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Planting trees along stream banks could play an important part in protecting sensitive fish such as salmon and trout from rising temperatures as the climate warms. Results from an ongoing study in the lowland streams of the New Forest suggest that riparian shade can prevent summer water temperatures exceeding dangerous limits.

Research objectives

Water temperture in shaded and unshaded reaches of three stream across the New Forest was monitored at 15 min intervals. 

The riparian shade at each site was characterised using hemi-spherical photographs, aerial photographs and GIS software.

The site shade parameters were used to investigate the influence of riparian shade on the spatial and temporal variation of thermal regime.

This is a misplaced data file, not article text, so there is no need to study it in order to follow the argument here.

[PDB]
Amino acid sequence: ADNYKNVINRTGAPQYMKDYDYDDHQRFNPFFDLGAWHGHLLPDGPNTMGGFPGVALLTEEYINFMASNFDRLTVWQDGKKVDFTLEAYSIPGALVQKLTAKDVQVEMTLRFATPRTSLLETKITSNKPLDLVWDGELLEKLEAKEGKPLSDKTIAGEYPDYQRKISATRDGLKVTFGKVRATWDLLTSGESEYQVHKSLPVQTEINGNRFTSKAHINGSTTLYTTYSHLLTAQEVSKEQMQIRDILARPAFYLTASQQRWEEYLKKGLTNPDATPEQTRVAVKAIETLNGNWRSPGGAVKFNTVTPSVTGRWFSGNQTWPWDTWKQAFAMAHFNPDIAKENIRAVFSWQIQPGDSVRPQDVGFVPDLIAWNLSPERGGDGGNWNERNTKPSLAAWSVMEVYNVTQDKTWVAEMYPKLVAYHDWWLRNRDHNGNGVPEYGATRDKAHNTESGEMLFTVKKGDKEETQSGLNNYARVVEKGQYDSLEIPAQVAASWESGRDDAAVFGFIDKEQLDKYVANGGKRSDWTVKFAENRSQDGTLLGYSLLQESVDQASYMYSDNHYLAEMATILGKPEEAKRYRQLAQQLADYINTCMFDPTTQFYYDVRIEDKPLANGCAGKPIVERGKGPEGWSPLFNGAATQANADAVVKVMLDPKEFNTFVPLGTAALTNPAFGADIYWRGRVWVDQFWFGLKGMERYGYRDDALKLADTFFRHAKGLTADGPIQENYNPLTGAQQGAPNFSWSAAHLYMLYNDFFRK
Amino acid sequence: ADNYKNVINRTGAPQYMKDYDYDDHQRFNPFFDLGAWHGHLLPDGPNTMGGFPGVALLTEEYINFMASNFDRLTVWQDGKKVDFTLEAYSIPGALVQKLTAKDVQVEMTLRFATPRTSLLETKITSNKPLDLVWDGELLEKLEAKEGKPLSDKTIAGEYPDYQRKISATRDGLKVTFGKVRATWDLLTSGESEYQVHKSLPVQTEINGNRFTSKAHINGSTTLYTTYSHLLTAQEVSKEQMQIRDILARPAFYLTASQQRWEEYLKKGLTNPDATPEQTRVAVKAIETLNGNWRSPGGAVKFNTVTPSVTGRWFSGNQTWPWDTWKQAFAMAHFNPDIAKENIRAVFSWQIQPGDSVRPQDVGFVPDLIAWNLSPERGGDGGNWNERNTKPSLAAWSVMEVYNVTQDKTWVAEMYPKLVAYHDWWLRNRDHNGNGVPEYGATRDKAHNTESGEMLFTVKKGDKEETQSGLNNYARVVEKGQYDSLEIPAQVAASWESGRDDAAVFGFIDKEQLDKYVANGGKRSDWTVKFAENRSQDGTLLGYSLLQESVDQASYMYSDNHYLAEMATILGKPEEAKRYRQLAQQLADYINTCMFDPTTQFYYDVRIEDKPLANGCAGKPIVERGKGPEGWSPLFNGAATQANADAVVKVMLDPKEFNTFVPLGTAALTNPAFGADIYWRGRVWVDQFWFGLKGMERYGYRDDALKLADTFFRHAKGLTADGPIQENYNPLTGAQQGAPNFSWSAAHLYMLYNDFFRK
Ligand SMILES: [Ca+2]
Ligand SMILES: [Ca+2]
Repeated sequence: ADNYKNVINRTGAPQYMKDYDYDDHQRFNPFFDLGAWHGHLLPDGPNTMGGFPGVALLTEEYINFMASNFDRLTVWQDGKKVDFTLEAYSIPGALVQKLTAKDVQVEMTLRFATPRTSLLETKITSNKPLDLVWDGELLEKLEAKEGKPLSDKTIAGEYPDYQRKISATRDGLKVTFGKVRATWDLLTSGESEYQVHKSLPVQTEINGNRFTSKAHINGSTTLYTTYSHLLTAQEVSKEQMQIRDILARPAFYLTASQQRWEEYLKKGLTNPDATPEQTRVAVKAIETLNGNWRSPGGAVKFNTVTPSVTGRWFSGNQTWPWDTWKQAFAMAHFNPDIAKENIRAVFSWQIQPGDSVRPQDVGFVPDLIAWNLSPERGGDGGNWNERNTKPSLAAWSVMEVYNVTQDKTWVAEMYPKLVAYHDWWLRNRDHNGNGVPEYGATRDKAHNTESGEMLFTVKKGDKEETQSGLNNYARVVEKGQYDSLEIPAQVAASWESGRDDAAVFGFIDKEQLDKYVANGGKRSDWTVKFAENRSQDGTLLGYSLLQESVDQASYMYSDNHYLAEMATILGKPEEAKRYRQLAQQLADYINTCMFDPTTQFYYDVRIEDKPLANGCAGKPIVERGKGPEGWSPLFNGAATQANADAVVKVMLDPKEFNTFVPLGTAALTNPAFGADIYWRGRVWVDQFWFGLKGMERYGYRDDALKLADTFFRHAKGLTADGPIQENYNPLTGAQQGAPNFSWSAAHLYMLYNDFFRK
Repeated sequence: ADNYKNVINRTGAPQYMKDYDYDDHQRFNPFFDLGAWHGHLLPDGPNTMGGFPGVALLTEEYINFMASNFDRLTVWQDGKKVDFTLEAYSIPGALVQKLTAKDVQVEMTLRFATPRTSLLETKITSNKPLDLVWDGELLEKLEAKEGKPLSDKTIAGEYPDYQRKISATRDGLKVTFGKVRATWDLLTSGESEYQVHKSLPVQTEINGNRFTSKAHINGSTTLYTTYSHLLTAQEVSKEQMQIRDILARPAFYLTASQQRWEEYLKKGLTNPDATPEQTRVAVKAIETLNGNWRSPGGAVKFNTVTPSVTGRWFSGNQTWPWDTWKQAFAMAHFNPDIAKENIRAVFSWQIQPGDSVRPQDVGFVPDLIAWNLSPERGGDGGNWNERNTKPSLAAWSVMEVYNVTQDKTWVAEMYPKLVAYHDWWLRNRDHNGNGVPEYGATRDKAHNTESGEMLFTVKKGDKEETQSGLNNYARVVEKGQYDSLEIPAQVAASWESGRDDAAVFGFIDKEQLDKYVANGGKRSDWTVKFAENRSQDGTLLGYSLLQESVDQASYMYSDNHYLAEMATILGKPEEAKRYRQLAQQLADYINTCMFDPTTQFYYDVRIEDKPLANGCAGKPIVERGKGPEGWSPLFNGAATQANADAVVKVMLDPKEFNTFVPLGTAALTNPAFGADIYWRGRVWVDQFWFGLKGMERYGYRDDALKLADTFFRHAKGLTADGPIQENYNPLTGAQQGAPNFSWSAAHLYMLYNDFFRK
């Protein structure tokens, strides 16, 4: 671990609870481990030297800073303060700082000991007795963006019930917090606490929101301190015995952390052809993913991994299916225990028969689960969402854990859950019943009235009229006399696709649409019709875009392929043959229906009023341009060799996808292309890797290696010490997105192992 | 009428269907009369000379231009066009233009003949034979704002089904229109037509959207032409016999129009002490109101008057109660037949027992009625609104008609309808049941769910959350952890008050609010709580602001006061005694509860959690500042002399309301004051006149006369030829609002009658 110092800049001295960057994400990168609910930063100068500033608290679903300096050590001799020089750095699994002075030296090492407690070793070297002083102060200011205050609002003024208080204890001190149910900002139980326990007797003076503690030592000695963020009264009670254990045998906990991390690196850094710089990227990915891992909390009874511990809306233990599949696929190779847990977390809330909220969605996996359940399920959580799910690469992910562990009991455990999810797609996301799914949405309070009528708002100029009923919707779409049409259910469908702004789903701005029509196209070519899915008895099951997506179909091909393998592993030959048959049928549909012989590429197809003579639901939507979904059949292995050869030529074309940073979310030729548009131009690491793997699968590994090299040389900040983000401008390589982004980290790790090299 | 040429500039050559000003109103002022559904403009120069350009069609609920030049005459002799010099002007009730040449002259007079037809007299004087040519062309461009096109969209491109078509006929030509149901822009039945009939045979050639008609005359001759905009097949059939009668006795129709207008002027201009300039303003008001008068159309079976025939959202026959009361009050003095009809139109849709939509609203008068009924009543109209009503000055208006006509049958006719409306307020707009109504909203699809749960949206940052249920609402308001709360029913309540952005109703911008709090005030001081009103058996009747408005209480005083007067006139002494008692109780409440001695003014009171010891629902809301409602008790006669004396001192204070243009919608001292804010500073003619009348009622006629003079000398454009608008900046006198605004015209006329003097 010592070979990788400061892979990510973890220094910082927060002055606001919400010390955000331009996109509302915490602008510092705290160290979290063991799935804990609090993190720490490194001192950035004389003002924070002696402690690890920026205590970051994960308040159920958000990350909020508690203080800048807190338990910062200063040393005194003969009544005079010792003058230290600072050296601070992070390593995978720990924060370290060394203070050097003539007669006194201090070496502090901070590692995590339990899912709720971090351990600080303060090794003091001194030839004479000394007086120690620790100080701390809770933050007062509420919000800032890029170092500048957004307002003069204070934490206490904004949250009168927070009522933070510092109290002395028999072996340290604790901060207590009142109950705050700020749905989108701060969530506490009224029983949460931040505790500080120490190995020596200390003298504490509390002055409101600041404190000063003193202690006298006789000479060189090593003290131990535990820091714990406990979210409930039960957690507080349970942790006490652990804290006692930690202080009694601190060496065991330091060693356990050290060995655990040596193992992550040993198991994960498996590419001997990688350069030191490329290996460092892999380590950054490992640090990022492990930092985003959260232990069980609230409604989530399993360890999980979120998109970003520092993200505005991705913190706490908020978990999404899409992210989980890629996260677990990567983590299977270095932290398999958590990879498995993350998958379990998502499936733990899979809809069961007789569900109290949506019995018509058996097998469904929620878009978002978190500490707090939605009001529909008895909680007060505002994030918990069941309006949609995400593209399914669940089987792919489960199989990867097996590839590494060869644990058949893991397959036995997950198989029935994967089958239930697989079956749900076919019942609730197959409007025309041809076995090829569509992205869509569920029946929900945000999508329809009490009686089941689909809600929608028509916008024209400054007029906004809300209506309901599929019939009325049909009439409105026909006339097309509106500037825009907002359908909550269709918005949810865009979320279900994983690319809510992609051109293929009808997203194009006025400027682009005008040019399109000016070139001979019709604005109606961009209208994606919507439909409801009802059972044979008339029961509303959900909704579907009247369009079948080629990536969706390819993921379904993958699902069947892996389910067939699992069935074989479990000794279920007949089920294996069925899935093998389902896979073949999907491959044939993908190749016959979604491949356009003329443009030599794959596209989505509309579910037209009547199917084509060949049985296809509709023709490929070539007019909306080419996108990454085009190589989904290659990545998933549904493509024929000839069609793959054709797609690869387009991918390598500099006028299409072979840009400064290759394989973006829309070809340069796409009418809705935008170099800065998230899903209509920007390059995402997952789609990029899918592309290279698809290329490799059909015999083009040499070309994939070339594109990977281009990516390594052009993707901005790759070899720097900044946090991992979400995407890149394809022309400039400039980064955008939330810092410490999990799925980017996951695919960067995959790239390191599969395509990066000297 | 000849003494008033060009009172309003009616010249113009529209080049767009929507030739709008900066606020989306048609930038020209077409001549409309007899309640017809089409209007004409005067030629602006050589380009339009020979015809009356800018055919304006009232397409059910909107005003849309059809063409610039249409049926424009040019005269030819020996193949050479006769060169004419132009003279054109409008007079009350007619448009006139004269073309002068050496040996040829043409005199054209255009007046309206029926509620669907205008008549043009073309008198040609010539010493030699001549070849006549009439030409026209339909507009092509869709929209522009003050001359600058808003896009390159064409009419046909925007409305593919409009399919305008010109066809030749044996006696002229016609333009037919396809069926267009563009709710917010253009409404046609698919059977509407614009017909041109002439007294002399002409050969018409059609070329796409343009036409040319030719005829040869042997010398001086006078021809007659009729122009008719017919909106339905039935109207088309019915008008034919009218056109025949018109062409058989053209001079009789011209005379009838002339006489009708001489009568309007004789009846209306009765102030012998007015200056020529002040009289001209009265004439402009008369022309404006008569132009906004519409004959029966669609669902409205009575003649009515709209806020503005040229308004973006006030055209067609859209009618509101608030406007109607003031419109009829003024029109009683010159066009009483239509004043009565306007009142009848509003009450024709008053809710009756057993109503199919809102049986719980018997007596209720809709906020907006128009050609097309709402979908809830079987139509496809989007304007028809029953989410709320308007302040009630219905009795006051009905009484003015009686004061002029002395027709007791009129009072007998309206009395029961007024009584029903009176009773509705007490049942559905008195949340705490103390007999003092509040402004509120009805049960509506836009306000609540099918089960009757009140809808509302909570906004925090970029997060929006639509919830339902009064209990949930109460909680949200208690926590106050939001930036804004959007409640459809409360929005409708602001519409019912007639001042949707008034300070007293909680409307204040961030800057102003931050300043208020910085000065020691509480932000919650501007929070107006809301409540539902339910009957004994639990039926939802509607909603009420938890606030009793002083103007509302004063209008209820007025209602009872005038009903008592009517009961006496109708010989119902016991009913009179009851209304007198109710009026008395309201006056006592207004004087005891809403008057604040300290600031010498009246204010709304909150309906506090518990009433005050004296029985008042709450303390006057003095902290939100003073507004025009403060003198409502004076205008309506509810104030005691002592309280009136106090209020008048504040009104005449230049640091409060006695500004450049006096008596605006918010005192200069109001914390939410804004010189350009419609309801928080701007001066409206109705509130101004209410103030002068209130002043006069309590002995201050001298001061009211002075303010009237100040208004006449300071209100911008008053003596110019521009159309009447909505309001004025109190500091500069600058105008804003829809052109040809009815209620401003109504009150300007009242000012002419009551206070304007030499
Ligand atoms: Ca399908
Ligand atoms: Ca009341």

Findings and Recommendations

Water temperature fluctuates through the day in small, rain-fed streams such as those of the New Forest. The study found that riparian woodland had a marked effect on the water temperatures, with daily peaks in water temperature typically 5 degrees cooler in shadeed reaches than open water. This was enough to significantly reduce the number of days on which stream water temperature exceeded critical thresholds for trout.

Critically, the study indicates that riparian shade of about 20% canopy cover for at least 500 m in small, rain-fed streams could be effective in preventing current summer maximum water temperatures from exceeding potentially life threatening levels for native cold-water fish. However, higher proportions of riparian woodland are likely to be needed to address future climate warming.

The results illustrate how the riparian shade can be managed to provide essential cool-water refugia in the streams for the benefit of fish such as salmon and trout.



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